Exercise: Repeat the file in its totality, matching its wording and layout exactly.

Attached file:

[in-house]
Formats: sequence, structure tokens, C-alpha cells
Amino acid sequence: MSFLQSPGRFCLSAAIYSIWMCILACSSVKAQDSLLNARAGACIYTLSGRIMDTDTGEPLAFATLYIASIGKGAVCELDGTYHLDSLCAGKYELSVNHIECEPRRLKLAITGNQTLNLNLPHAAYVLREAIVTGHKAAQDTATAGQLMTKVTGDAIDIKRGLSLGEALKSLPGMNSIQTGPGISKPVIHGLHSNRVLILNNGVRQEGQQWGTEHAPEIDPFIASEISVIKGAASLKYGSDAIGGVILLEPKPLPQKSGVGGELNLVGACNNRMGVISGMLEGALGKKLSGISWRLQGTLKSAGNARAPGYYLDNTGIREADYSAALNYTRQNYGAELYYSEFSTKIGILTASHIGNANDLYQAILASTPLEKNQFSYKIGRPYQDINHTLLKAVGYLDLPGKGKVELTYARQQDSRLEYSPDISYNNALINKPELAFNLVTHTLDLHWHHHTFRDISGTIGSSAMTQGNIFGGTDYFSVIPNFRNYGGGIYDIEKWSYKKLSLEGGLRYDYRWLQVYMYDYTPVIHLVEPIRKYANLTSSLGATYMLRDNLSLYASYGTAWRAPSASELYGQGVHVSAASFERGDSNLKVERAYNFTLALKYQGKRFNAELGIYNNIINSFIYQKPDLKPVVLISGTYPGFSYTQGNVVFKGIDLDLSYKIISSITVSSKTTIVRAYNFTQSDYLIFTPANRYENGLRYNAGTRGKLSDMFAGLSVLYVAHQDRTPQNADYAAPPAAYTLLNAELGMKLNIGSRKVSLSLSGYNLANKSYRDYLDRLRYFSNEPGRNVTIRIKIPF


[in-house]
Formats: sequence, structure tokens, C-alpha cells
Amino acid sequence: MSFLQSPGRFCLSAAIYSIWMCILACSSVKAQDSLLNARAGACIYTLSGRIMDTDTGEPLAFATLYIASIGKGAVCELDGTYHLDSLCAGKYELSVNHIECEPRRLKLAITGNQTLNLNLPHAAYVLREAIVTGHKAAQDTATAGQLMTKVTGDAIDIKRGLSLGEALKSLPGMNSIQTGPGISKPVIHGLHSNRVLILNNGVRQEGQQWGTEHAPEIDPFIASEISVIKGAASLKYGSDAIGGVILLEPKPLPQKSGVGGELNLVGACNNRMGVISGMLEGALGKKLSGISWRLQGTLKSAGNARAPGYYLDNTGIREADYSAALNYTRQNYGAELYYSEFSTKIGILTASHIGNANDLYQAILASTPLEKNQFSYKIGRPYQDINHTLLKAVGYLDLPGKGKVELTYARQQDSRLEYSPDISYNNALINKPELAFNLVTHTLDLHWHHHTFRDISGTIGSSAMTQGNIFGGTDYFSVIPNFRNYGGGIYDIEKWSYKKLSLEGGLRYDYRWLQVYMYDYTPVIHLVEPIRKYANLTSSLGATYMLRDNLSLYASYGTAWRAPSASELYGQGVHVSAASFERGDSNLKVERAYNFTLALKYQGKRFNAELGIYNNIINSFIYQKPDLKPVVLISGTYPGFSYTQGNVVFKGIDLDLSYKIISSITVSSKTTIVRAYNFTQSDYLIFTPANRYENGLRYNAGTRGKLSDMFAGLSVLYVAHQDRTPQNADYAAPPAAYTLLNAELGMKLNIGSRKVSLSLSGYNLANKSYRDYLDRLRYFSNEPGRNVTIRIKIPF